Tuesday, October 25, 2011

Hezbollah: Syrian Regime Is Winning The War Against The Uprising

Of course, how much of that evaluation is nothing more than wishful thinking--that is anyone's guess.

In any case, Hezbollah head Nasrallah claims to have every confidence that Syrian President Assad has matters well in hand:
The embattled Syrian regime is largely “out of the danger zone” despite a 7-month-old uprising against President Bashar Assad, the leader of the Lebanese militant group Hezbollah said Monday.

The comments by Sheik Hassan Nasrallah, a steadfast ally of Syria, appeared to be an attempt to portray confidence that the regime in Damascus will recover from a popular revolt that has become the most serious challenge to the Assad family’s four-decade dynasty.

“Is Syria out of danger? We can say, to a very large extent, yes,” Nasrallah told Hezbollah’s Manar TV station during an hours-long interview.
Hezbollah and Syria of course have a mutual admiration society going on between them--and as a result, Hezbollah has had some trouble. Till the Arab Spring hit Syria, Hezbollah supported the uprisings that had hit Tunisia, Egypt and Libya. During that time, Hezbollah has been popular in Syria.

But now with their support for Assad, Syrians are angry, and have gone so far as to set fire to the Hezbollah flag and to pictures of Nasrallah.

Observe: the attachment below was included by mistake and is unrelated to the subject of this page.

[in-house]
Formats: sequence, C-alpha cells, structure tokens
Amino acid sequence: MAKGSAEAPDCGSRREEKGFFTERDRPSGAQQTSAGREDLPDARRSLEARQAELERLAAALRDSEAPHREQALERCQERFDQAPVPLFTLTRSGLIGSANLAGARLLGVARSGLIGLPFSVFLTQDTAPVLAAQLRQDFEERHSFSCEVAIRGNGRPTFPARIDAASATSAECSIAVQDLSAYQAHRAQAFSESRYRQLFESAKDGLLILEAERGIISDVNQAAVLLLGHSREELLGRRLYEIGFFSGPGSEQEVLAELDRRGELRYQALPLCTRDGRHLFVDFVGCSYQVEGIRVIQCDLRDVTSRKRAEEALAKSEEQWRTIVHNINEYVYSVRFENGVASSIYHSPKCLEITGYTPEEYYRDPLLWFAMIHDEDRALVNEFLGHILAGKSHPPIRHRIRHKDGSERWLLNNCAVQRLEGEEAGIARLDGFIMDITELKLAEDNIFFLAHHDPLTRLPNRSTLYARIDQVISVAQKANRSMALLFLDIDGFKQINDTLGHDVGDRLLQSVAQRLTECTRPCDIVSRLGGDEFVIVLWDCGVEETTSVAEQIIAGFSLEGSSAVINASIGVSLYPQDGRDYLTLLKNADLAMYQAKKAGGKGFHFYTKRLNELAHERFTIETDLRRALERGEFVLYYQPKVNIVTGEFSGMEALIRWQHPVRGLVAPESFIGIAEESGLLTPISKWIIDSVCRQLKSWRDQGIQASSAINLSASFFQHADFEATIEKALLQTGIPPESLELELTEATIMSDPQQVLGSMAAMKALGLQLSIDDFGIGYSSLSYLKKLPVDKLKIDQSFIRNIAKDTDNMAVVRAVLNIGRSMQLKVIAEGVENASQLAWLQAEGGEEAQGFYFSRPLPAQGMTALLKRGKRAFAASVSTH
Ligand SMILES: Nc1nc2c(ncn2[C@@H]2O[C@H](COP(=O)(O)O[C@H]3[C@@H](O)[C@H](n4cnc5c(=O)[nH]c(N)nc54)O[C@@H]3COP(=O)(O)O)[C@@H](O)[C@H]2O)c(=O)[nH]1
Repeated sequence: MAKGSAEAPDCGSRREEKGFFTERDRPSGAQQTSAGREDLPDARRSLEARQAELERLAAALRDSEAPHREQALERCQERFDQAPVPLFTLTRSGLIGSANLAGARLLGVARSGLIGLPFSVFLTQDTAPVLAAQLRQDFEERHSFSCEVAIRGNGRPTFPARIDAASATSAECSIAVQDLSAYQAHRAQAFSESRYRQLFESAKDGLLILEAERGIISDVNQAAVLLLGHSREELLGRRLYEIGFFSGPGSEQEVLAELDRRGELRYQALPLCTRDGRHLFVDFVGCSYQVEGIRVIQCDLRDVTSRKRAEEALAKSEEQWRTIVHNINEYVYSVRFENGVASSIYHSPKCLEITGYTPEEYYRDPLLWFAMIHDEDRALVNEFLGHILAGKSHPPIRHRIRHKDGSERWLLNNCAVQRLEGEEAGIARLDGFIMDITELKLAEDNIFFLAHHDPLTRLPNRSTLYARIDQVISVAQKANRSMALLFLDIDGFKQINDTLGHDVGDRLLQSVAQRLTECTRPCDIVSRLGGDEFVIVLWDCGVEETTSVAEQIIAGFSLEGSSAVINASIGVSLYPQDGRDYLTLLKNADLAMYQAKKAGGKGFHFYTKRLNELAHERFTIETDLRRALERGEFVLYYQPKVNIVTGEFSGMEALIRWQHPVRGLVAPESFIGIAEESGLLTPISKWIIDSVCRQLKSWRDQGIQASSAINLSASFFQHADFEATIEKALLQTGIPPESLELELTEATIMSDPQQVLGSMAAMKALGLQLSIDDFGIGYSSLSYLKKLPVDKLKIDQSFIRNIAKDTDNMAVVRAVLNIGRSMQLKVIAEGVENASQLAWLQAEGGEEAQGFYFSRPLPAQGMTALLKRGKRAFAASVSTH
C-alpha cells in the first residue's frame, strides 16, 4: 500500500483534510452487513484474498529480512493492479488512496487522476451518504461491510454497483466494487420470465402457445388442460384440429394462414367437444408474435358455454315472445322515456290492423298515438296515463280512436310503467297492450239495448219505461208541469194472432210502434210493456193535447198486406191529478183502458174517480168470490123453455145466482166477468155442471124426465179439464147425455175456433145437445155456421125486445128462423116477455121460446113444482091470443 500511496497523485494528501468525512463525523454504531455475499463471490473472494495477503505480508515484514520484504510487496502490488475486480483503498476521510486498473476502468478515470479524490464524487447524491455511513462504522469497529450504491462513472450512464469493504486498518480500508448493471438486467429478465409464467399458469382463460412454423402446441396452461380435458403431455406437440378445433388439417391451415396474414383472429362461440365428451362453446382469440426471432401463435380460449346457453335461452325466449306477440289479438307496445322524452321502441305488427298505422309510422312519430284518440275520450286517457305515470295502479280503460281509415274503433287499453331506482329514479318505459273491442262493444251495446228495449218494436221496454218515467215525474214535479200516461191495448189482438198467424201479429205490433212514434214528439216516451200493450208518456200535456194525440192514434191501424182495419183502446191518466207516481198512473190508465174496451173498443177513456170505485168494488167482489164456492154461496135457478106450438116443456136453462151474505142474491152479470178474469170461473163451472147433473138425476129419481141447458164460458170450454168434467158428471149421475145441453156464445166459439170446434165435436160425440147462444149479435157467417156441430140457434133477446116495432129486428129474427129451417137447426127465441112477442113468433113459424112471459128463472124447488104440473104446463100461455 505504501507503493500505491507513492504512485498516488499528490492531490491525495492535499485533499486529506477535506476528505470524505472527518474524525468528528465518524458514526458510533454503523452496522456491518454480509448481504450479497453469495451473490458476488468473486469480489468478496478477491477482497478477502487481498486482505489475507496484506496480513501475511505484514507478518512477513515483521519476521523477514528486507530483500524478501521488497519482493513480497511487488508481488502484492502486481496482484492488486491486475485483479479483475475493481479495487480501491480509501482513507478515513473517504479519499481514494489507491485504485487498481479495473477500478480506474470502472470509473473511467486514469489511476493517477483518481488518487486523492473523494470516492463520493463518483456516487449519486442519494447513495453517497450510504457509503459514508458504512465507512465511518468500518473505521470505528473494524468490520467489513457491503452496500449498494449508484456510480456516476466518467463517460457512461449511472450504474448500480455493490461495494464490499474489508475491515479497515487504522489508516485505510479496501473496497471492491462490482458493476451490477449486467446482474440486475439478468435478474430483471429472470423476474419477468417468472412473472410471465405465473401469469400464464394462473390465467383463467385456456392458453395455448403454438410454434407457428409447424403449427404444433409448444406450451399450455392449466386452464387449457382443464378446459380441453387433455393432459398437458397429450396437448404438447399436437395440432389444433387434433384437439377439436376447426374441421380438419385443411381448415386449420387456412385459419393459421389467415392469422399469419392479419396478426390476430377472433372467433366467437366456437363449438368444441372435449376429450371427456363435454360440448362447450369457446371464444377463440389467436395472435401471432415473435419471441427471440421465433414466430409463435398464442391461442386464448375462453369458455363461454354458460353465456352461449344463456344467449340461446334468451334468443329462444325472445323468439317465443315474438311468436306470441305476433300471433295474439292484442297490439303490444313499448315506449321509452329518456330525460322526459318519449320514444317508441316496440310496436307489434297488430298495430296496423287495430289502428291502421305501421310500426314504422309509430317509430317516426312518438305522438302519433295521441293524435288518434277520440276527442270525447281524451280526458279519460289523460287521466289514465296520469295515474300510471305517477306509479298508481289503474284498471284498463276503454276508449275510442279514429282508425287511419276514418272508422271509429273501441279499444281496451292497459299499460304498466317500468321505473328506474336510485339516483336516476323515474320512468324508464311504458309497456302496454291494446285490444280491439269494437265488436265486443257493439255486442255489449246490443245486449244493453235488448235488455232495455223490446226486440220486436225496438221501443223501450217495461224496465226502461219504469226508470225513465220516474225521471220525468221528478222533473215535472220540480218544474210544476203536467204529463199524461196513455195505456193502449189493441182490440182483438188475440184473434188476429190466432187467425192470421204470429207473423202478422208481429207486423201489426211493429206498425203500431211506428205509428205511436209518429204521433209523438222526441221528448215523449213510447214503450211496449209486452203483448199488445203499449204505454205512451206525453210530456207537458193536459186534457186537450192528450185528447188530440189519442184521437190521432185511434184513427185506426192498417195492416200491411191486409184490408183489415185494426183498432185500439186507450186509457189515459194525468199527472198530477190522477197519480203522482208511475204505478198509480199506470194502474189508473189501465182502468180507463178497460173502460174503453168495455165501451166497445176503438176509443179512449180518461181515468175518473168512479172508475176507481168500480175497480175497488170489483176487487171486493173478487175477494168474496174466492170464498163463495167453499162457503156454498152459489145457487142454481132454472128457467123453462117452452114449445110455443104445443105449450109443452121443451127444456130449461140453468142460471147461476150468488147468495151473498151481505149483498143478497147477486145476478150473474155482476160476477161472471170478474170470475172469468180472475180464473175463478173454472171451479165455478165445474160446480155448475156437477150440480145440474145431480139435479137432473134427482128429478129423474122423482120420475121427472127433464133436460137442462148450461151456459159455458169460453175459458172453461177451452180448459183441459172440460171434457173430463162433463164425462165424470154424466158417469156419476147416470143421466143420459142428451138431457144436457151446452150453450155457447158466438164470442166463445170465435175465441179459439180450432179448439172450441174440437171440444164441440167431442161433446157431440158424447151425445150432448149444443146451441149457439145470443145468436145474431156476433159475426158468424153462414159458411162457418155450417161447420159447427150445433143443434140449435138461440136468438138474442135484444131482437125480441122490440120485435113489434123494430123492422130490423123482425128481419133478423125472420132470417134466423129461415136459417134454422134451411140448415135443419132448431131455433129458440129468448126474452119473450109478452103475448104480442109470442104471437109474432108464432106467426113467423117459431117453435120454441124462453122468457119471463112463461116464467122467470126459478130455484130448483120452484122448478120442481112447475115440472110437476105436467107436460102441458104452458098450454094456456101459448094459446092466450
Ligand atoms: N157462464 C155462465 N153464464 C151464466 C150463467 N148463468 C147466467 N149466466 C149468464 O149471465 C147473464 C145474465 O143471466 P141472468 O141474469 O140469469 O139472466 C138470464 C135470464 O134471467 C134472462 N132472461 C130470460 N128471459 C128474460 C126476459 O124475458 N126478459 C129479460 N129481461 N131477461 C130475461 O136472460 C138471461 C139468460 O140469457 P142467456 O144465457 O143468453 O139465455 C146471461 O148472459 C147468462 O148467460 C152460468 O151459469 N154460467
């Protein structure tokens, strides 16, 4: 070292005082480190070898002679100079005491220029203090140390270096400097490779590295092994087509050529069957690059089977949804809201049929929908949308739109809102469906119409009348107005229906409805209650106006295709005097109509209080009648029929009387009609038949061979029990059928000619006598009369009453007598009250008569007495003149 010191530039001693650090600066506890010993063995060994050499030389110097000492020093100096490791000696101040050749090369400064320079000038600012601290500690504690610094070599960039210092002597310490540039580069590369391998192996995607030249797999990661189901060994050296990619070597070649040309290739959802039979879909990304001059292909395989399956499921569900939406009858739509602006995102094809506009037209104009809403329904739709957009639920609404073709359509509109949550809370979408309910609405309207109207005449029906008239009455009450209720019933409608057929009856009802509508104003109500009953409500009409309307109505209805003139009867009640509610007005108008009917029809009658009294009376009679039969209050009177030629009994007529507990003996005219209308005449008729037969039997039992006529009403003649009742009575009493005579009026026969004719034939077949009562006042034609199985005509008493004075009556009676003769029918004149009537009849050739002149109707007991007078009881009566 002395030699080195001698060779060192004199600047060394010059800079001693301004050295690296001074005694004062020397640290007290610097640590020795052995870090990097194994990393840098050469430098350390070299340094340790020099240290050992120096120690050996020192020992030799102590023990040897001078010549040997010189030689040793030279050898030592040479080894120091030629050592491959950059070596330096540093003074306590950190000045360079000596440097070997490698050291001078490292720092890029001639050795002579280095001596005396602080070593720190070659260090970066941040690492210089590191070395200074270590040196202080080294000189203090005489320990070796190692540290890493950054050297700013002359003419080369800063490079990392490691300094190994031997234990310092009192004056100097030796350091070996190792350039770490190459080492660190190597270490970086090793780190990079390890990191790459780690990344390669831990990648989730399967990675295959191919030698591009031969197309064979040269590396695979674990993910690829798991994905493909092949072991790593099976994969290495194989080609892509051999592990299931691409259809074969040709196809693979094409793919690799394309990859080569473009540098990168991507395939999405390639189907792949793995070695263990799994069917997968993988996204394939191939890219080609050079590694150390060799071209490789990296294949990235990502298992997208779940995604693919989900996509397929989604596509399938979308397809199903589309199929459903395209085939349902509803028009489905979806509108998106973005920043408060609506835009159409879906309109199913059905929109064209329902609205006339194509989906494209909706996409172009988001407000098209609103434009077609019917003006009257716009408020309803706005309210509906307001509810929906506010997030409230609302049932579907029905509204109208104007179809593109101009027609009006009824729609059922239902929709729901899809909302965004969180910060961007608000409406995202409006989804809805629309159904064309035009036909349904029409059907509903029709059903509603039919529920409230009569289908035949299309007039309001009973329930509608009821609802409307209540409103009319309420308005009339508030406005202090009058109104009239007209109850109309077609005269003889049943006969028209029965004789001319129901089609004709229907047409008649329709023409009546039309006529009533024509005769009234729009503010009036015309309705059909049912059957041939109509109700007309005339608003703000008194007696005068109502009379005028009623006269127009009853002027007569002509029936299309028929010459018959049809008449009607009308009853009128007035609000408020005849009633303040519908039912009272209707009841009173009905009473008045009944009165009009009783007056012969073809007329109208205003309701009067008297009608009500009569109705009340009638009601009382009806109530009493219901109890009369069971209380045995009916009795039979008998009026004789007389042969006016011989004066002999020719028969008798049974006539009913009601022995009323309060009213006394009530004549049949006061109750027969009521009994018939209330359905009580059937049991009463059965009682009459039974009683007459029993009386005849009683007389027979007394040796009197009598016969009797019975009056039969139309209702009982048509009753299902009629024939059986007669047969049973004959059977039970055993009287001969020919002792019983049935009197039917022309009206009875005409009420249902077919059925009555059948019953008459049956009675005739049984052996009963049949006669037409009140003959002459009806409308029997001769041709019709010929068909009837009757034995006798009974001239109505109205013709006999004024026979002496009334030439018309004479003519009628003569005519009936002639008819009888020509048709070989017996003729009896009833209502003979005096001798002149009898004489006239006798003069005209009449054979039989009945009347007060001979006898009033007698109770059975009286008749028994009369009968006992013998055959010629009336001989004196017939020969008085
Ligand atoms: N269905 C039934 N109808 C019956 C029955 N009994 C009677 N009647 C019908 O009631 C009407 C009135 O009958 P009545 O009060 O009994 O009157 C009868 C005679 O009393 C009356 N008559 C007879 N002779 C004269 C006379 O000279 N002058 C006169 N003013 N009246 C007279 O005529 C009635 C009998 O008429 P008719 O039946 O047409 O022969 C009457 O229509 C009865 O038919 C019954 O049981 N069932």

Just how well-founded is Nasrallah's faith in Assad's ability to put an end to the revolution is unclear:
On Monday, Nasrallah stressed that Assad has significant support in Syria. Assad’s main base at home includes Syrians who have benefited financially from the regime, minority groups who feel they will be targeted if the Sunni majority takes over, and others who see no clear and safe alternative to Assad.

The opposition has yet to bring out the middle and upper-middle classes in Damascus and Aleppo, the two economic powerhouses, although protests have been building.
Nasrallah has also claimed that the number of people in the protests is also waning.

Bottom line, Nasrallah might be doing nothing more than following instructions from its masters in Iran, especially considering how the fall of Assad would put a major hurdle into its acquisition of arms from Iran.

Meanwhile, Hezbollah is watching developments in Syria as closely as the rest of the world.

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